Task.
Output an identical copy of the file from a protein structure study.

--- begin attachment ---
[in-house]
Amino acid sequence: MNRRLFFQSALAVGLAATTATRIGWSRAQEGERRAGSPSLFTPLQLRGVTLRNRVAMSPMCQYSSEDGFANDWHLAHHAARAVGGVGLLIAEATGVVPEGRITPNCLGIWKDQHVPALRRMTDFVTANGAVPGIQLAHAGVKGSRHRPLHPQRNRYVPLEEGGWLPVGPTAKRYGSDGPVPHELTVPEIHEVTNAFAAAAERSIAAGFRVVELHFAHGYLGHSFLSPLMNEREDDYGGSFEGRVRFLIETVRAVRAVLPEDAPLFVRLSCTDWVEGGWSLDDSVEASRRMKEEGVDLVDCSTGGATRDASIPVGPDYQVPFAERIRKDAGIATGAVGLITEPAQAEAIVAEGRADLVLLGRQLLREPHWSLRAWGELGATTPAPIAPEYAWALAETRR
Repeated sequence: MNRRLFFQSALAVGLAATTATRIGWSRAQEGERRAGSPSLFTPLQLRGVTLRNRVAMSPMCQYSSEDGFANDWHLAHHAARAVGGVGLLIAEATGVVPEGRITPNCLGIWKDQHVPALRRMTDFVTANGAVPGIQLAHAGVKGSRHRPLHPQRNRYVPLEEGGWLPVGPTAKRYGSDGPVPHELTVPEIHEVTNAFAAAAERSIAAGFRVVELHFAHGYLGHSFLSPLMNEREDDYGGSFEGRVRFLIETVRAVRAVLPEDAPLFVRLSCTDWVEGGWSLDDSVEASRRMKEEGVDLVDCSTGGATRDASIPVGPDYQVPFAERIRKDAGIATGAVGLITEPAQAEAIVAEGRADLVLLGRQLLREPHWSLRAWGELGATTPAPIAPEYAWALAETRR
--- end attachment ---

[in-house]
Amino acid sequence: MNRRLFFQSALAVGLAATTATRIGWSRAQEGERRAGSPSLFTPLQLRGVTLRNRVAMSPMCQYSSEDGFANDWHLAHHAARAVGGVGLLIAEATGVVPEGRITPNCLGIWKDQHVPALRRMTDFVTANGAVPGIQLAHAGVKGSRHRPLHPQRNRYVPLEEGGWLPVGPTAKRYGSDGPVPHELTVPEIHEVTNAFAAAAERSIAAGFRVVELHFAHGYLGHSFLSPLMNEREDDYGGSFEGRVRFLIETVRAVRAVLPEDAPLFVRLSCTDWVEGGWSLDDSVEASRRMKEEGVDLVDCSTGGATRDASIPVGPDYQVPFAERIRKDAGIATGAVGLITEPAQAEAIVAEGRADLVLLGRQLLREPHWSLRAWGELGATTPAPIAPEYAWALAETRR
Repeated sequence: MNRRLFFQSALAVGLAATTATRIGWSRAQEGERRAGSPSLFTPLQLRGVTLRNRVAMSPMCQYSSEDGFANDWHLAHHAARAVGGVGLLIAEATGVVPEGRITPNCLGIWKDQHVPALRRMTDFVTANGAVPGIQLAHAGVKGSRHRPLHPQRNRYVPLEEGGWLPVGPTAKRYGSDGPVPHELTVPEIHEVTNAFAAAAERSIAAGFRVVELHFAHGYLGHSFLSPLMNEREDDYGGSFEGRVRFLIETVRAVRAVLPEDAPLFVRLSCTDWVEGGWSLDDSVEASRRMKEEGVDLVDCSTGGATRDASIPVGPDYQVPFAERIRKDAGIATGAVGLITEPAQAEAIVAEGRADLVLLGRQLLREPHWSLRAWGELGATTPAPIAPEYAWALAETRR